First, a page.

Conspiring with lefties

This evening I attended the launch party of the Liberal Conspiracy, the latest brainchild of Sunny Hundal of Pickled Politics fame. Sadly, they didn’t supply us with sparklers or have any of those rubbishy indoor fireworks you used to be inflicted with at children’s parties, but a fun time seemed to be had by all.

As far as I can tell, I was the only Lib Dem there; to what degree I was the only Lib Dem who attended or the only Lib Dem who was invited was not clear, although I understand that a lot of people were at the Hackney Empire.

Sunny’s ambition is to produce nothing less than the hub of the liberal-left. First impression? It includes a lot of people I like and respect, but seems to lean more towards the left than the liberal, and that this is reflected by their ideals as well.

For example, the FAQ states:

You can join in as long as you somewhat share our broad goals and aims (social justice, equality, eradicating poverty etc.)

Where’s the emphasis on liberty? And:

The Labour party may represent the best vehicle for our political goals as they are in power, but our allegiance is towards liberal-left policies and ideas than specific parties.

Sure it may, but it may not. The inference I read in that statement is that the Labour party does represent the best vehicle for the liberal-left. From what I’ve seen so far, the left tail is very much wagging the liberal dog; indeed, their definition of liberalism doesn’t appear to get much more sophisticated that the Nick Cohen-esque critique of it meaning little more than moderate and middle class. Not so much a political philosophy as a belief in the importance of being nice.

The thing is, that’s almost the same definition of liberalism that I’m pretty certain David Cameron is thinking of when he calls himself a liberal conservative.

As for me, I’ve been thinking about it a lot recently and am reconciled to the fact that I am leftwing. I’ve been resistant to this, partly because it gets ingrained into you during your Liberal Democrat indoctrination that the party defies such lazy characterisation. At my first LDYS conference, Simon Hughes went on about how the party was “not left, not right, but forward!” I think I’ve heard him make the same speech at least once a year ever since.

Ultimately, equality is a leftwing concept and I believe in equality. As we’ve seen on this blog, it isn’t a concept that is without controversy within the Lib Dems. I plan to be returning to it soon following Andy Mayor’s laying down of the gauntlet this weekend (I have to say that I find it ironic being accused of being a paid up member of the “Church” of Leftology from someone who is demonstrably a member of the long dead cult of Manichaeism*, but that’s par for the course I suppose).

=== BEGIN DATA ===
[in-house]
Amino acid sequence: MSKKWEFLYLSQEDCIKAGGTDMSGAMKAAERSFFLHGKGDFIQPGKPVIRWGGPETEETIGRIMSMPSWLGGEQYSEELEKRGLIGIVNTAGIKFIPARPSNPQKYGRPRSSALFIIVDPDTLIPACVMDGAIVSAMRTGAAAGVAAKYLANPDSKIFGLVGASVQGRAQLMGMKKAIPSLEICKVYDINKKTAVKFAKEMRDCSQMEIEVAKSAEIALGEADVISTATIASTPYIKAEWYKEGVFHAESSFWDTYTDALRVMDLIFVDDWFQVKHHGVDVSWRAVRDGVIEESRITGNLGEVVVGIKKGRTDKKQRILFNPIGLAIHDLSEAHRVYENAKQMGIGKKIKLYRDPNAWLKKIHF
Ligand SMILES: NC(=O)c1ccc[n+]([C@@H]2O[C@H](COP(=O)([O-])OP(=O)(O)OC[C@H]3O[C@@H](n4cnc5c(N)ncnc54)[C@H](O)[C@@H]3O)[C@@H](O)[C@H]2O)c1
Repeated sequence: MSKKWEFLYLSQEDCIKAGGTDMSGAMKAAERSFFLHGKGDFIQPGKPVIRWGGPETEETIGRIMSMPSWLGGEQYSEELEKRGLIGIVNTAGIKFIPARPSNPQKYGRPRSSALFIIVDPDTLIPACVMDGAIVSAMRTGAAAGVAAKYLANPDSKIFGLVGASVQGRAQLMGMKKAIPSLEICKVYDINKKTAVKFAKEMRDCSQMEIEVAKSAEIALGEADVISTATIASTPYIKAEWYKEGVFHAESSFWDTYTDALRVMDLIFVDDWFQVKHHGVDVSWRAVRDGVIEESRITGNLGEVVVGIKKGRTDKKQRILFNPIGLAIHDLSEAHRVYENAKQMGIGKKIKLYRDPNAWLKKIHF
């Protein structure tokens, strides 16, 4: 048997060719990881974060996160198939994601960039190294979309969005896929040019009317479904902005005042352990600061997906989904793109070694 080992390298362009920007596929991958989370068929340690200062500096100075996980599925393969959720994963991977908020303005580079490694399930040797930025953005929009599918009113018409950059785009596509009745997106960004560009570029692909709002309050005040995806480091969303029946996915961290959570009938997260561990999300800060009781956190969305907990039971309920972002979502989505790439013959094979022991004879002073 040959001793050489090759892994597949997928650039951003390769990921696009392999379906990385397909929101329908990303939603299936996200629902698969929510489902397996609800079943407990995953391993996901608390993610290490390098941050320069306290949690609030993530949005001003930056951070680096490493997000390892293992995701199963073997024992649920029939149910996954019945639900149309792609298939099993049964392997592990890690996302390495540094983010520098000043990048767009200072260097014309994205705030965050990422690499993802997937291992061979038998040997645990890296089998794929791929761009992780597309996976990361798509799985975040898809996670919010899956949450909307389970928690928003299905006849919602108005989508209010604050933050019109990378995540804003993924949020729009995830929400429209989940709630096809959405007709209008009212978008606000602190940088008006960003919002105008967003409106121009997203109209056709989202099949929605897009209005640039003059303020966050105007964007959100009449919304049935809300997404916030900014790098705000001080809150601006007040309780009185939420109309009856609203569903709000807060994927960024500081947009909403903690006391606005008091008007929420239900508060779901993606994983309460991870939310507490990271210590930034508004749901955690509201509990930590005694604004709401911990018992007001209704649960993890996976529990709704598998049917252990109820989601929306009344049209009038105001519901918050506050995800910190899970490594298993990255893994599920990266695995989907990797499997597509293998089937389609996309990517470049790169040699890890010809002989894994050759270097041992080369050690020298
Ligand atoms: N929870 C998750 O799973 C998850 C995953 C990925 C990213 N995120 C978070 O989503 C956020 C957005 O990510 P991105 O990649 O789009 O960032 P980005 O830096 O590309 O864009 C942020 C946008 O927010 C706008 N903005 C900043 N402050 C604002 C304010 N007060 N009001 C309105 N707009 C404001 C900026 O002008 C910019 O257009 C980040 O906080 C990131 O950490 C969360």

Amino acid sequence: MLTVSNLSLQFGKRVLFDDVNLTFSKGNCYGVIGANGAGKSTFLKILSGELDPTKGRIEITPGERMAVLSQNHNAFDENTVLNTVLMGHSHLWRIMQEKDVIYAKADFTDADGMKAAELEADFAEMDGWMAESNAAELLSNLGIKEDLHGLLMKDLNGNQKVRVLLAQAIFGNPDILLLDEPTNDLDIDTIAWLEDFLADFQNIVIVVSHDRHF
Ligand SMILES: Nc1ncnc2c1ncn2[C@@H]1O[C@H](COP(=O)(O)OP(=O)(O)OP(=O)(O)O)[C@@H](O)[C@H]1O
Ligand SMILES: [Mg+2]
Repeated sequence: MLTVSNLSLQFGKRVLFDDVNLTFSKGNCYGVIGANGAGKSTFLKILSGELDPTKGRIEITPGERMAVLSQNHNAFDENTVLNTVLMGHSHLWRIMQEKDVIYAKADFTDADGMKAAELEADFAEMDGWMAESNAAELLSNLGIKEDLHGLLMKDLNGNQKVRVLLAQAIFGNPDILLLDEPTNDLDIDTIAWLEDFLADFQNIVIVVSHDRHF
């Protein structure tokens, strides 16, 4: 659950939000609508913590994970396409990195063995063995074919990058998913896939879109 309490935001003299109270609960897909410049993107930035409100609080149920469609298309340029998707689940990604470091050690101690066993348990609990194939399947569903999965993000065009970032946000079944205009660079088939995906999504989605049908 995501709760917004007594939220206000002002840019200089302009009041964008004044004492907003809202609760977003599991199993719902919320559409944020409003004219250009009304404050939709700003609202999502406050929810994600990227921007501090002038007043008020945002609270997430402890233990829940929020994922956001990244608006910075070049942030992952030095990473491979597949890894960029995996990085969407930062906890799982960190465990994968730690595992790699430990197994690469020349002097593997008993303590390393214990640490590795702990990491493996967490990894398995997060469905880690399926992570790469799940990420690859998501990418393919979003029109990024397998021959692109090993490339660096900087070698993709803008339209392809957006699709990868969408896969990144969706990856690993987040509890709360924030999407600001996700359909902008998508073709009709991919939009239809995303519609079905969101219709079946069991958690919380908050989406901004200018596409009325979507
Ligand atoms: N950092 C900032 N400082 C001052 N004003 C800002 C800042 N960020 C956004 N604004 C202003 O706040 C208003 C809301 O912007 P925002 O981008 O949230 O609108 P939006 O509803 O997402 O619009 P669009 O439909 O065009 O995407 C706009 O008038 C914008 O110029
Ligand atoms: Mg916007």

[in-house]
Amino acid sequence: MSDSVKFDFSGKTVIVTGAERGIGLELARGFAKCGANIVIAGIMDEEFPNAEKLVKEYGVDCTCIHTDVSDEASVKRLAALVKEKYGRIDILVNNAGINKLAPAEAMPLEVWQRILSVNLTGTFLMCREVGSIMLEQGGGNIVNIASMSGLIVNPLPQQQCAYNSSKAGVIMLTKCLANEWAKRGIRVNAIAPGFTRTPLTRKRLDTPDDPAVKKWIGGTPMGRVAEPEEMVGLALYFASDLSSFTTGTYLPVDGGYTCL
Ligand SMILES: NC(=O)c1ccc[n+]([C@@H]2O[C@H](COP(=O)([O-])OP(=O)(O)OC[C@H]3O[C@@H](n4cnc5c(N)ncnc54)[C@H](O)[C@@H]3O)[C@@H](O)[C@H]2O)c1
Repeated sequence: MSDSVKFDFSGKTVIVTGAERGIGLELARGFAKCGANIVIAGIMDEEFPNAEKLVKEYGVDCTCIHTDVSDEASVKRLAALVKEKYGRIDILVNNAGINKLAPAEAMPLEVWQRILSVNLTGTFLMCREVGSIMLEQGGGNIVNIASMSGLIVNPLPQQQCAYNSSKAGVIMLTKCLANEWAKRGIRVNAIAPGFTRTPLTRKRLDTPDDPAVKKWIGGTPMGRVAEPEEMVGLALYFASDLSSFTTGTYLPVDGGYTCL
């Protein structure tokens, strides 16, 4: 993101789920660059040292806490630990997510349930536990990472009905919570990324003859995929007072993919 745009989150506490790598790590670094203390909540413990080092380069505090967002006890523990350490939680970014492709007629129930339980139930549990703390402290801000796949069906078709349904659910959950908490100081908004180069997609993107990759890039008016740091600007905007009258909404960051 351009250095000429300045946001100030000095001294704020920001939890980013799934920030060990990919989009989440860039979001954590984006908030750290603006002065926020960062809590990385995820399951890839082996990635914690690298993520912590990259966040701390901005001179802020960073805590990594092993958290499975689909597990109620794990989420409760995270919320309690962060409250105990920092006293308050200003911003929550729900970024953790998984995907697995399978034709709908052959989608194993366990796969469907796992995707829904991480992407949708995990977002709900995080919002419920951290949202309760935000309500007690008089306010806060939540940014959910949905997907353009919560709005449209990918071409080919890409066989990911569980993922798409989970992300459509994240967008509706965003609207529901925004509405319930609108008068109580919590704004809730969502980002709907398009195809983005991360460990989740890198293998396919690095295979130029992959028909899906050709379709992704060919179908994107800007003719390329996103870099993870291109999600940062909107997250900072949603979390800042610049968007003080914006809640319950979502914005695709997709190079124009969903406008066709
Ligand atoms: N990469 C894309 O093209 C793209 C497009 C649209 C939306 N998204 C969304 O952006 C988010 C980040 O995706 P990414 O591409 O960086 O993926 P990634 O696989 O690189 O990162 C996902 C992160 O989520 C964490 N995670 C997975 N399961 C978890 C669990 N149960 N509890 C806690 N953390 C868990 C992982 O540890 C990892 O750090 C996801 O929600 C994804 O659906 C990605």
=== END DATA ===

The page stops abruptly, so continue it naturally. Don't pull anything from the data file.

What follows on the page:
But even someone who is as unforgiveably leftwing in Andy’s eyes as myself believes that in the final analysis equality must always be subordinate to liberty. I wonder if the Liberal Conspirators feel the same way? Is it, in short, really liberalism – left or otherwise – that they really want?

I’m hopeful that they do. Sunny has showed himself to be on the side of liberalism time and again in recent years. If they plan to make progress, the robustness of liberalism will beat the mushiness of moderatism hands down, and we shouldn’t read too much into an FAQ on day one of a project. Lib Dems (of a liberal-left persuasion of course) could do worse than to help them hone themselves, and we know a thing or two about campaigning as well.

* I’m in despair at Lib Dems at the moment who seem determined to dumb down. The response on Lib Dem Voice to Chris Huhne’s interview on GMtv was to crow about his use of the word Gadarene. Many of his sternest detractors were Oxbridge graduate public schoolboys for fuck’s sake.

If you watched that interview unsuspectingly on the telly, I doubt you would even be aware of Huhne making a Biblical reference. I may have my criticisms of Huhne’s campaign and ability to communicate, and I know that to an extent this is Clegg-heads playing games but is it really so outrageous for party leaders to occasionally let it slip that they are rather more widely read than Janet and John?

Plus, nobody laughed at my bacon joke which was frankly fantastic. Philistines**.

** Presumably in Clegg-head Wonderland, that is too elitist a reference as well.


  1. Yeah, meeehhh, I saw this too. For some, clearly, the word liberal just means moderate. I wouldn’t include Sunny in that – and I hope he puts some backs up by not standing for the lefty group identity co-option racket strategy thing, yer know whadda mean.

    Anyway, James, I hate to break it to you. If one “Clegghead” suggesting Gadarene is not TVAM language is enough to send you into despair, you should be warned that there is probably a second one somewhere thinking much the same.

  2. To be honest I worry this ‘liberal conspiracy’ seems to be part of a wider attempt within the Labour movement to try getting liberal voters back or keep them on board after the leadership issue is decided, what with the Fabians telling Brown much the same thing and various other pro-liberal noises they’ve been making lately.

    It’s odd, both the Tories and Labour are fighting for the hearts and minds of liberals and yet ask us what’s we’re for. Surely if we can’t get and keep these voters ourselves then I might ask us the same question.

    I don’t know whether Lib Dems should boycott this site, attempt to take it over. or ignore it until it goes away.

  3. Sunny’s ambition is to produce nothing less than the hub of the liberal-left.

    Give it six months or so, and Sunny will have moved on to some other wheeze. Does he actually have a proper job?

    The Labour party may represent the best vehicle for our political goals . . .

    Then count me out sarge.

    I’ve been thinking about it a lot recently and am reconciled to the fact that I am left-wing.

    Eh? Why?

    Ultimately, equality is a left-wing concept and I believe in equality.

    It depends what sort of equality. Equality of outcome is a left-wing (and in my view pernicious) concept. Equality of opportunity is surely the way to go.

    Plus, nobody laughed at my bacon joke which was frankly fantastic.

    I laughed. I just did it in the privacy of my living room.

  4. Good to see you today James. Well, there are a lot of issues to mull over here, but I will clarify (as I did on Iain Dale blogger TV) that I believe more in equality of opportunity than outcome. But Chris Dillow explains on his blog, which I’ve linked, on why liberalism and leftism go together. I don’t want a bloated state either. But I’m not persuaded that classic liberals have all the answers.